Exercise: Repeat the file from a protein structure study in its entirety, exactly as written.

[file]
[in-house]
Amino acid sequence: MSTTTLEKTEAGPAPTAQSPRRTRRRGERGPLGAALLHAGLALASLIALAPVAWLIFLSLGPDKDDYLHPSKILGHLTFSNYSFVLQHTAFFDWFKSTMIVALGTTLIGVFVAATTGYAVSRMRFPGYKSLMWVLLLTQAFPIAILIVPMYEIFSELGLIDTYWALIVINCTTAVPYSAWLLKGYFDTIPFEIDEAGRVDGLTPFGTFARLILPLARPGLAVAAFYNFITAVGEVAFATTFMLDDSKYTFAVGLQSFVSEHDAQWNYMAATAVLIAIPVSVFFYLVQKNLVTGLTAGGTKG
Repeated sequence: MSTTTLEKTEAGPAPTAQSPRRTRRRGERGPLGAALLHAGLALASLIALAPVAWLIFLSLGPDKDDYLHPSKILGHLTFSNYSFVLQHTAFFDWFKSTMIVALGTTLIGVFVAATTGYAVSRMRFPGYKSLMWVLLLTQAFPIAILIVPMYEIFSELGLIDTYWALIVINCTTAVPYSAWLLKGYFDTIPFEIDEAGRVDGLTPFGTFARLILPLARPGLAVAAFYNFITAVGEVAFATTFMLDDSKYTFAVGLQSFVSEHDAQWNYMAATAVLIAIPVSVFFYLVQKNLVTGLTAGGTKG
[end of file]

[in-house]
Amino acid sequence: MSTTTLEKTEAGPAPTAQSPRRTRRRGERGPLGAALLHAGLALASLIALAPVAWLIFLSLGPDKDDYLHPSKILGHLTFSNYSFVLQHTAFFDWFKSTMIVALGTTLIGVFVAATTGYAVSRMRFPGYKSLMWVLLLTQAFPIAILIVPMYEIFSELGLIDTYWALIVINCTTAVPYSAWLLKGYFDTIPFEIDEAGRVDGLTPFGTFARLILPLARPGLAVAAFYNFITAVGEVAFATTFMLDDSKYTFAVGLQSFVSEHDAQWNYMAATAVLIAIPVSVFFYLVQKNLVTGLTAGGTKG
Repeated sequence: MSTTTLEKTEAGPAPTAQSPRRTRRRGERGPLGAALLHAGLALASLIALAPVAWLIFLSLGPDKDDYLHPSKILGHLTFSNYSFVLQHTAFFDWFKSTMIVALGTTLIGVFVAATTGYAVSRMRFPGYKSLMWVLLLTQAFPIAILIVPMYEIFSELGLIDTYWALIVINCTTAVPYSAWLLKGYFDTIPFEIDEAGRVDGLTPFGTFARLILPLARPGLAVAAFYNFITAVGEVAFATTFMLDDSKYTFAVGLQSFVSEHDAQWNYMAATAVLIAIPVSVFFYLVQKNLVTGLTAGGTKG